Supplement to Aristotle’s Metaphysics
The precise nature of particulars in nonsubstance categories has been, and remains, a matter of considerable controversy. According to the traditional account (cf. Ackrill 1963), by “the particular white” (or “a certain white”, to ti leukon) Aristotle means a trope, something that is unique to the individual substance in which it inheres and is not repeatable elsewhere. If a particular white is in Socrates, then it is not in anything else. Indeed, even if Callias is of exactly the same shade of color as Socrates, the particular white in Callias is an entity distinct from the particular white in Socrates — they are two numerically distinct but qualitatively identical tropes. An alternative account (initially championed by Owen 1965a) takes “the particular white” to denote a repeatable entity: a fully determinate universal that is capable of being shared by distinct substances. It is only a particular in the sense that it is not essentially predicated (‘said of’) anything else in its own category. That is, a particular white is a fully determinate shade of color, rather than a determinable such as white, which is a generic classification of various determinate shades of white.
At the center of the controversy is the interpretation of Aristotle’s definition of ‘in’. At Cat. 1a25 he says “by ‘in a subject’ I mean what is in something, not as a part, and cannot exist separately from what it is in.” The definition is clearly ambiguous. On the one hand, it might mean that what is ‘in’ a particular subject is incapable of existing separately from that subject. This is Ackrill’s understanding:
x is in y =df(a) x belongs to y, and
(b) x is not a part of y, and
(c) x cannot exist separately from y.
On this understanding, the only thing that can, strictly speaking, be ‘in’ a particular subject (e.g., Socrates) is something that cannot exist separately from that subject. The color ‘in’ Socrates, in this sense, could not exist ‘in’ anything else. Indeed, the only thing that can be ‘in’ a particular substance, in this sense, is something that cannot exist separately from that substance.
The problem for this reading of Aristotle’s definition is that specific or generic universals (such as white and color) could not be ‘in’ a particular substance; color could not be ‘in’ Socrates because color can surely exist separately from Socrates. Yet Aristotle says (2b2) that “color is in body, and therefore in an individual body (for if it were not in any individual, it would not be in body at all).” Unless Aristotle is speaking carelessly here (as Ackrill supposes), his claim cannot be consistent with the definition of ‘in’, as Ackrill interprets it.
A second reading of Aristotle’s definition is Owen’s:
x is in y =df
(a) x belongs to y, and (b) x is not a part of y, and (c) x cannot exist on its own (i.e., x cannot exist unless there is something z such that x belongs to z)
On this understanding, it is possible for a generic quality, such as white or color, to be ‘in’ a particular substance. The reason that white can be ‘in’ Socrates (as well as in other individuals) is that white belongs to (i.e., is a property of) Socrates, not a part of him, and is incapable of existing unless it belongs to some substance or other.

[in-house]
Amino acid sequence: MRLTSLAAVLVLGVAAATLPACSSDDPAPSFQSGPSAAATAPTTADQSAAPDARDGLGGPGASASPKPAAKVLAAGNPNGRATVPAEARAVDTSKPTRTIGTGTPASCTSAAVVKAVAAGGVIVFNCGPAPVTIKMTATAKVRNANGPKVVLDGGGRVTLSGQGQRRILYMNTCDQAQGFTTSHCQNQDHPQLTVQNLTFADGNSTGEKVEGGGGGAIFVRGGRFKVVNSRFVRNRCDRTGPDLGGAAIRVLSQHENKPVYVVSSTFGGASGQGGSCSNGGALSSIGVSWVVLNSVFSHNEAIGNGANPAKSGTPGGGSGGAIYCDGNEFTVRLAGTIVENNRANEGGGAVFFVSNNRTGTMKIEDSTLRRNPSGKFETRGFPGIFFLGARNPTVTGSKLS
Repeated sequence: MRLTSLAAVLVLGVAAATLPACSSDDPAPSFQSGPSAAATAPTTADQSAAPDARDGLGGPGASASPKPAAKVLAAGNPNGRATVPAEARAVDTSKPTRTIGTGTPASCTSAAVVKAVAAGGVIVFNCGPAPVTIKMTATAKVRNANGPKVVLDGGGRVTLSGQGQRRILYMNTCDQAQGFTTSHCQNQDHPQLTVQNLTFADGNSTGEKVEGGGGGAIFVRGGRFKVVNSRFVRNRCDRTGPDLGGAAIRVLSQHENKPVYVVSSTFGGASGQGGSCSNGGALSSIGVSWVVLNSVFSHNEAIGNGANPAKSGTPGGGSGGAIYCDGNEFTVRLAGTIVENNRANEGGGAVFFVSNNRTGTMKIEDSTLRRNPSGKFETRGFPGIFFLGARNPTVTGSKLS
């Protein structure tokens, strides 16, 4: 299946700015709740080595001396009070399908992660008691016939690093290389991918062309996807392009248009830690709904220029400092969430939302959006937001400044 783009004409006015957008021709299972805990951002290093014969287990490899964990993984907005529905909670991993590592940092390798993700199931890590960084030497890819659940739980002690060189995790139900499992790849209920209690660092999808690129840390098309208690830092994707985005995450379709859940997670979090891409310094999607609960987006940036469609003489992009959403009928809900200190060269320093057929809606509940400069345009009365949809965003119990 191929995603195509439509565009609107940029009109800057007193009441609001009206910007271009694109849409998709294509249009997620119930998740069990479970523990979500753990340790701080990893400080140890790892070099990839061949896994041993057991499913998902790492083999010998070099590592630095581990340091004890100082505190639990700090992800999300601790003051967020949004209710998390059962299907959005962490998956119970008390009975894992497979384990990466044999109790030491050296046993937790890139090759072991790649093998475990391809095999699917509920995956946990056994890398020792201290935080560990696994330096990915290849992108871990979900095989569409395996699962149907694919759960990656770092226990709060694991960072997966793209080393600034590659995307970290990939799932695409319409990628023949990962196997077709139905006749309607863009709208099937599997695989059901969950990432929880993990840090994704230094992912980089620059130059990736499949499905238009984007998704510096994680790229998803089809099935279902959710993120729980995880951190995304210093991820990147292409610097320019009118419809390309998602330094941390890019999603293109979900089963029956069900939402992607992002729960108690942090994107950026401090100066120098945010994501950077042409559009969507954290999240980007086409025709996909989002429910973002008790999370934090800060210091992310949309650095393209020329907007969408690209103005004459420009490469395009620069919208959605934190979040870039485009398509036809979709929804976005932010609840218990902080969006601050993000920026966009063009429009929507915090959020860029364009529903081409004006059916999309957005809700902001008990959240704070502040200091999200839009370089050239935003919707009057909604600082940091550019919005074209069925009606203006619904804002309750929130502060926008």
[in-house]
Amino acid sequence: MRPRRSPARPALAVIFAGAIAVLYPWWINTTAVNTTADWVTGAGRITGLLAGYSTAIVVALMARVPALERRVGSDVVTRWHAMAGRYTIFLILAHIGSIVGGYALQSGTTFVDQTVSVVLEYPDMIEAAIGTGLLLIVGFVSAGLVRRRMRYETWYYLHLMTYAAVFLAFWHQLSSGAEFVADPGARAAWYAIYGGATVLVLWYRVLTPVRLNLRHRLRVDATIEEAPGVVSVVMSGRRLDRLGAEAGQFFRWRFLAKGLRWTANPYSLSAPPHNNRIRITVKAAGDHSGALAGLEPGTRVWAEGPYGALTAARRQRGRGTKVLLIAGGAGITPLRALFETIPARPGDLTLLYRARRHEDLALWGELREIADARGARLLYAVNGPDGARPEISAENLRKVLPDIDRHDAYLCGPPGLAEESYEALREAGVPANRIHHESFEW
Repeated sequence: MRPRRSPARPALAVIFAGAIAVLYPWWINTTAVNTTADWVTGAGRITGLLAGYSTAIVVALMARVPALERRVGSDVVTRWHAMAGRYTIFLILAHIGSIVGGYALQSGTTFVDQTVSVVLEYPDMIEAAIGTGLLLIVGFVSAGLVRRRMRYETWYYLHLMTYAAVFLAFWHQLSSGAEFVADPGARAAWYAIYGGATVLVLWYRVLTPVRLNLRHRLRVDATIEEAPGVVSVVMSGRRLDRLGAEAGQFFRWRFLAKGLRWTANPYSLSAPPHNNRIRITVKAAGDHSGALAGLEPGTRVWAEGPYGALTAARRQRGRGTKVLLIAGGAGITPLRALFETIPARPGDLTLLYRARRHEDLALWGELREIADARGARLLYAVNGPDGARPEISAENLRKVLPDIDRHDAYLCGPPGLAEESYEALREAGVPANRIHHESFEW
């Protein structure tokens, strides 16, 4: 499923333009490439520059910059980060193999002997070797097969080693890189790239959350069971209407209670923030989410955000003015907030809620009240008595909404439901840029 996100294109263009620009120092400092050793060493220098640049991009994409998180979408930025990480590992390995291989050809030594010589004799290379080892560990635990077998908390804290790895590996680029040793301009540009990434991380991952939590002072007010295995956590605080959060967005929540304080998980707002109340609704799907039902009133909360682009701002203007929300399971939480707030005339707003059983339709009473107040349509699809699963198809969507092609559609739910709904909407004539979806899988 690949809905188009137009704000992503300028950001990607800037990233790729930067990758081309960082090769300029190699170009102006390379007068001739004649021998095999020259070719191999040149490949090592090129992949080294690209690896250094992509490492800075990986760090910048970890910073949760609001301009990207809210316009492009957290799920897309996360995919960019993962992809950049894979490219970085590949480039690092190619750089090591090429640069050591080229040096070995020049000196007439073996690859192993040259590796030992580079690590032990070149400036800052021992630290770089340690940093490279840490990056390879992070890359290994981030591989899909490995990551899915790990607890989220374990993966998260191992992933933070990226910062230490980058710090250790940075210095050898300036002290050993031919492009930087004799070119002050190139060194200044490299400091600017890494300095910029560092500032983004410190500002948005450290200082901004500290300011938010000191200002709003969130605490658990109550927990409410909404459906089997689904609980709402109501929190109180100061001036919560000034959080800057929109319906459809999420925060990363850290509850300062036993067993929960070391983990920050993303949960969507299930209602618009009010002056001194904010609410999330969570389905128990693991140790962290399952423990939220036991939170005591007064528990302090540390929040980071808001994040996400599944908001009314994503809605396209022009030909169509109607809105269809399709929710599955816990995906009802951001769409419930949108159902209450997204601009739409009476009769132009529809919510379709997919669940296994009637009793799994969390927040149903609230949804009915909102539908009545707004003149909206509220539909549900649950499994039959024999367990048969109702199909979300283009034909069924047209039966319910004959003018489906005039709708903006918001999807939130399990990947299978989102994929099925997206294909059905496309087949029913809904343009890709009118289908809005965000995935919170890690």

A third reading of Aristotle’s definition is that of Frede 1987:
x is in something as its subject =dfThere is a subject, y, such that
(a) x is not a part of y, and
(b) x cannot exist independently of y.
Frede’s reading is different from the other two in some ways, yet shares features of each. One difference is that Frede takes ‘part’ to mean conceptual part, i.e., part of the definition. Since clause (a) thus tells us that x is not part of the definition of y, clauses (a) and (b) together guarantee that x belongs accidentally to y. A more important difference for present purposes is that on Frede’s reading Aristotle is defining the one-place predicate ‘x is in a subject’, not the two-place predicate ‘x is in y’. That is, he is defining what it is to be an accident, the sort of thing that is ‘in’ a subject, rather than what it is for x to be ‘in’ y. This reading, like Owen’s, allows a generic quality, such as white or color, to be ‘in’ a particular substance. White can be ‘in’ Socrates because it is an accident (i.e., it is an ‘in a subject’ sort of thing) and belongs to (i.e., is an accident of) Socrates. Yet, like Ackrill’s, it has a specific “inseparability” requirement. That is, in order for x to be an accident, there must be some sort of thing that x is incapable of existing separately from. In the case of color, that thing is body.
There is a vast literature on this dispute. See, in addition to Ackrill 1963, Owen 1965a, and Frede 1987: Matthews and Cohen 1968, Allen 1969, Duerlinger 1970, Jones 1972, Annas 1974, Hartman 1977, Granger 1980, Heinaman 1981a, Matthews 1989, Devereux 1992, Wedin 1993, and Aranyosi 2004.